Respecting Animals is a Moral Imperative

A photograph of a group of protesters holding signs. One sign shows pigs crawling atop each other, and another shows an animal behind a cage.
Nicholas Kristof

By Nicholas Kristof

In 1971, a half-dozen graduate students at Oxford University held what was perhaps the first protest of the modern animal rights movement. They insisted that respecting animals was a moral imperative.

And the world changed.

No, not right away. But one of those students, a young Australian philosopher named Peter Singer, turned his ideas into a transformative 1975 book, “Animal Liberation,” that was initially mocked for overreach. “The animal movement was still widely seen as crackpot,” Singer recalls.

Yet to anyone who thinks that ideas are irrelevant in a practical age, think again. His arguments stirred a slow-motion revolution that has changed the way we treat other animals.

Singer has just issued a new edition of the book, updated and titled “Animal Liberation Now.” It’s a monument to the remarkable spread of the ideas he articulated in 1975. At least nine states and the European Union now ban veal crates, hen cages or tight stalls for sows. The top supermarket chains in America have agreed to sell only cage-free eggs by 2026, and McDonald’s has done the same.

A court in Argentina accepted that habeas corpus rights apply to a chimpanzee. Israel and California have banned the sale of fur coats. Pope Francis has suggested that animals go to Heaven and that the Virgin Mary “grieves for the sufferings” of mistreated livestock.

How times have changed. When Mary Wollstonecraft advocated for the rights of women in 1792, that seemed to some so ridiculous that a satirist mocked her by calling for the rights of animals as well. Now it’s unquestioned (at least in the abstract) that rights extend to people of all races and religions, including women, and in some cases to animals as well. When voters face referendums on animal rights, they often approve them by large margins.

Yet there’s so much more to be done, as the new edition of Singer’s book documents.

Agribusiness has been very successful at two things: producing very cheap protein and hiding from public view the cruelty that has been ingrained in factory farming to cut costs.

An individual seen whipping a dog risks arrest, but CEOs whose companies in effect torture chickens are celebrated for their business acumen. Individualized animal abuse is a crime; systematic animal abuse is a business model.

A portrait of Peter Singer holding his left hand to his cheek. He wears a blue button-down and has thinning gray hair.
Peter Singer

Singer writes about how poultry have been bred so birds grow extremely quickly and with huge breasts, since breast meat is particularly valuable. By one estimate, if human babies grew at the same pace as today’s broiler chickens, at two months they would weigh 660 pounds — so it’s no surprise that chickens’ legs often give out and that by some accounts they suffer chronic pain.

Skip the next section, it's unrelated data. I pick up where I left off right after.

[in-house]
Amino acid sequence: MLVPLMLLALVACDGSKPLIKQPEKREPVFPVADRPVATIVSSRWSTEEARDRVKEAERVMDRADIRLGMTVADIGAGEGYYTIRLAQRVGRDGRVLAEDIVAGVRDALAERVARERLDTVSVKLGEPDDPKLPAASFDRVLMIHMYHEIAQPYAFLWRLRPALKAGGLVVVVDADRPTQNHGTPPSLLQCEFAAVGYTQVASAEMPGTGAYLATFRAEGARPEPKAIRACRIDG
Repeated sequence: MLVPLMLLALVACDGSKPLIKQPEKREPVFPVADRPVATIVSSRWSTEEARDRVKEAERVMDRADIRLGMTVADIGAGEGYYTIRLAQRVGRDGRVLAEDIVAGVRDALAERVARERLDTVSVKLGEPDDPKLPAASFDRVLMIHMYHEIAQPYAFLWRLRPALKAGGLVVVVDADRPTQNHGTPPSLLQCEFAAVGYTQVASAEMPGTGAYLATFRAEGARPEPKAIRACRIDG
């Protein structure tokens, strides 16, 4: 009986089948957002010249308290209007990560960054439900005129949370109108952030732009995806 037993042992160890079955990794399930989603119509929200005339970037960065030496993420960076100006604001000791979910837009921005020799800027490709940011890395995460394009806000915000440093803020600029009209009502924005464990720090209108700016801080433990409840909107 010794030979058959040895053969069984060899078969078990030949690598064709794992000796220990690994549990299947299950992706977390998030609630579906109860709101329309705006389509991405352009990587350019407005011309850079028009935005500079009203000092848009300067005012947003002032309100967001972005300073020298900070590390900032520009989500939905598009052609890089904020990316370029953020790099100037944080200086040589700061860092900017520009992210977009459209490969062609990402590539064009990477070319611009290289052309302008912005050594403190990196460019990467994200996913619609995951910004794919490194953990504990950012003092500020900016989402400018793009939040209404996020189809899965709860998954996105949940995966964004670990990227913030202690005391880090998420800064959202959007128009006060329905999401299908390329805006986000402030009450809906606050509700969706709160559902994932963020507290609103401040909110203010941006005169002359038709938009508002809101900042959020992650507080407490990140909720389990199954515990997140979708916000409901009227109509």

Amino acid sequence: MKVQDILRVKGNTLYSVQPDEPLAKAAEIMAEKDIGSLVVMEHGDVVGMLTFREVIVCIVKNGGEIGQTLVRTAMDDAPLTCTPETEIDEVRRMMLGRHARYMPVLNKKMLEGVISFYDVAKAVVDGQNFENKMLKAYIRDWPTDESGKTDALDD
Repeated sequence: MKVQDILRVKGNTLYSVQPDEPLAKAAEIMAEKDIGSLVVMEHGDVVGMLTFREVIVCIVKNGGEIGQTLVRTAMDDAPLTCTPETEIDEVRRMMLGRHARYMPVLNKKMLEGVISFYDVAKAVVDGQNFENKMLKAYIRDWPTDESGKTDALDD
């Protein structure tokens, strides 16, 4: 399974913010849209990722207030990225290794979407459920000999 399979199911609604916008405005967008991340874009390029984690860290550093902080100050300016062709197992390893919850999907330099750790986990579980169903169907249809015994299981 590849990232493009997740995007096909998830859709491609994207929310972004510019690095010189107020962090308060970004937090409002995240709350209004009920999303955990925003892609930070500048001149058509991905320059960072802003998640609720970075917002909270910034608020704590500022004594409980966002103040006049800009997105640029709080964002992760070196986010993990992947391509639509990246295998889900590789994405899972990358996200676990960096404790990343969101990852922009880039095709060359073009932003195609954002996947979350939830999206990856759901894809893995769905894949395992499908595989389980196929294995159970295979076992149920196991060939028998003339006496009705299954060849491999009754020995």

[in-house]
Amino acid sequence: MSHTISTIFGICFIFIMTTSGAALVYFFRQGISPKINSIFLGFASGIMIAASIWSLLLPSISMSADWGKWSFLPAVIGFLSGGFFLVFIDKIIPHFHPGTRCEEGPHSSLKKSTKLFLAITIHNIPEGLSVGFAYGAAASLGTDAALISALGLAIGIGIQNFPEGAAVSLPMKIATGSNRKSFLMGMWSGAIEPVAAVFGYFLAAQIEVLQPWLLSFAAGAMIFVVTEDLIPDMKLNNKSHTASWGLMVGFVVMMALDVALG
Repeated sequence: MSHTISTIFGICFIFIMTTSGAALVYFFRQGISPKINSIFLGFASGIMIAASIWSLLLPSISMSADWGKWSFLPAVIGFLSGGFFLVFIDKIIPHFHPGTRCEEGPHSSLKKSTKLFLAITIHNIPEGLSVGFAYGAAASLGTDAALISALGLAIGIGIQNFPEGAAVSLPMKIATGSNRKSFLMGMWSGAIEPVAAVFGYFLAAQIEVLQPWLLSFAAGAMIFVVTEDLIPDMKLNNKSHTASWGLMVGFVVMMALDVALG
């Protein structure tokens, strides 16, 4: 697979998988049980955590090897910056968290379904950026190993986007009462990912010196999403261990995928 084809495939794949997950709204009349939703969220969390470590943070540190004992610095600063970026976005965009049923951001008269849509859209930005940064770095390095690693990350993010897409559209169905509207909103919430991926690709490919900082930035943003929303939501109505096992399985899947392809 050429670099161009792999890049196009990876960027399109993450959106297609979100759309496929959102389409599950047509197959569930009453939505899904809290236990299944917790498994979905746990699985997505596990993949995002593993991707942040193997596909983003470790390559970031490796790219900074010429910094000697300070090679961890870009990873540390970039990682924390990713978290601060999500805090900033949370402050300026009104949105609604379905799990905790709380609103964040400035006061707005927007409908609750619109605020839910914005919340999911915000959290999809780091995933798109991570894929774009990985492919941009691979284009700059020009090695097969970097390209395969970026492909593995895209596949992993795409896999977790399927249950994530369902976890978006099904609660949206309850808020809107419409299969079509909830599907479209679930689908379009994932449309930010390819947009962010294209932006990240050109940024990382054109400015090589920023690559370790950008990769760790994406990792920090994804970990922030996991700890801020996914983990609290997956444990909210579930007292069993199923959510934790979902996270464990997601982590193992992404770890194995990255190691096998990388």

When animals are reduced to widgets to maximize quarterly profits, it’s inevitable that there will be mistreatment. A farm in San Diego reportedly disposed of 30,000 live, squirming hens (who apparently were no longer producing sufficient eggs) by feeding them into a wood chipper. It was cost-effective.

For the last half-dozen years, I’ve avoided meat, in part because of Singer’s writing, in part because of my experience raising livestock and poultry on our family farm, and in part nudged by my daughter. But I puzzle over the complexities.

I don’t eat factory-farmed food, but is it OK to eat farm animals that have been humanely raised? (I could be open to that; after all, I do eat animals like elk that have been hunted, partly because natural predators are rare.) I stopped eating octopus after reading a book about their intelligence and empathy, but what about shrimp? (For now, I do eat shrimp and other shellfish.) To me, the central issue is as the philosopher Jeremy Bentham expressed it in the 18th century: “The question is not, can they reason, nor can they talk, but can they suffer?” And the answers for, say, oysters, aren’t always obvious.

We haven’t figured out our moral obligations to fellow humans, so perhaps it’s understandable that we haven’t worked out our obligations to shellfish. But the way people struggle with these questions strikes me as a measure of moral progress — and of the power of ideas.

“The ideas of economists and political philosophers, both when they are right and when they are wrong, are more powerful than is commonly understood,” wrote John Maynard Keynes. “Indeed the world is ruled by little else. Practical men, who believe themselves to be quite exempt from any intellectual influences, are usually the slaves of some defunct economist.”

And so it is that a philosopher’s book originally published almost half a century ago prodded our consciences and changed what will be on summer barbecue grills around the world. That is the moral force of an idea whose time has arrived.

More by Nicholas Kristof on animal welfare

What a Girl’s Goat Teaches Us About Our Food/ April 15, 2023

Spy Cams Show What the Pork Industry Tries to Hide/ Feb. 4, 2023

The Mistakes That Will Haunt Our Legacy/ July 11, 2020

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